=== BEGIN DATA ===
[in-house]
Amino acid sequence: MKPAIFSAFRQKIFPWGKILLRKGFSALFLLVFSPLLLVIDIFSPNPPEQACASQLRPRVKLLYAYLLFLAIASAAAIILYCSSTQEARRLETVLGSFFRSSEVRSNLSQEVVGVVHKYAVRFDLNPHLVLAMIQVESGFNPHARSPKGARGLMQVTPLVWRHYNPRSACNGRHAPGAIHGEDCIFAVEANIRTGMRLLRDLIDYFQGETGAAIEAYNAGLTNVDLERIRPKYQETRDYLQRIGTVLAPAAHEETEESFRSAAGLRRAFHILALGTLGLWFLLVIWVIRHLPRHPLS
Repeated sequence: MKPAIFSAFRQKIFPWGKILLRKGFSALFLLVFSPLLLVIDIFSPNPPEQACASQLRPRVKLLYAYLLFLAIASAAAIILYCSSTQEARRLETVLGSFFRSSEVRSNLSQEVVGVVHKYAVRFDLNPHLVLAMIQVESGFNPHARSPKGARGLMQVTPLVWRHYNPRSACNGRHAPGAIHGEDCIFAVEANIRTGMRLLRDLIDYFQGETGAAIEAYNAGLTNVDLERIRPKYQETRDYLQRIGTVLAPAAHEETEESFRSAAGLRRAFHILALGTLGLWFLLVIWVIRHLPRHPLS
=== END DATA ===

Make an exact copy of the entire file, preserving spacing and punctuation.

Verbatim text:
[in-house]
Amino acid sequence: MKPAIFSAFRQKIFPWGKILLRKGFSALFLLVFSPLLLVIDIFSPNPPEQACASQLRPRVKLLYAYLLFLAIASAAAIILYCSSTQEARRLETVLGSFFRSSEVRSNLSQEVVGVVHKYAVRFDLNPHLVLAMIQVESGFNPHARSPKGARGLMQVTPLVWRHYNPRSACNGRHAPGAIHGEDCIFAVEANIRTGMRLLRDLIDYFQGETGAAIEAYNAGLTNVDLERIRPKYQETRDYLQRIGTVLAPAAHEETEESFRSAAGLRRAFHILALGTLGLWFLLVIWVIRHLPRHPLS
Repeated sequence: MKPAIFSAFRQKIFPWGKILLRKGFSALFLLVFSPLLLVIDIFSPNPPEQACASQLRPRVKLLYAYLLFLAIASAAAIILYCSSTQEARRLETVLGSFFRSSEVRSNLSQEVVGVVHKYAVRFDLNPHLVLAMIQVESGFNPHARSPKGARGLMQVTPLVWRHYNPRSACNGRHAPGAIHGEDCIFAVEANIRTGMRLLRDLIDYFQGETGAAIEAYNAGLTNVDLERIRPKYQETRDYLQRIGTVLAPAAHEETEESFRSAAGLRRAFHILALGTLGLWFLLVIWVIRHLPRHPLS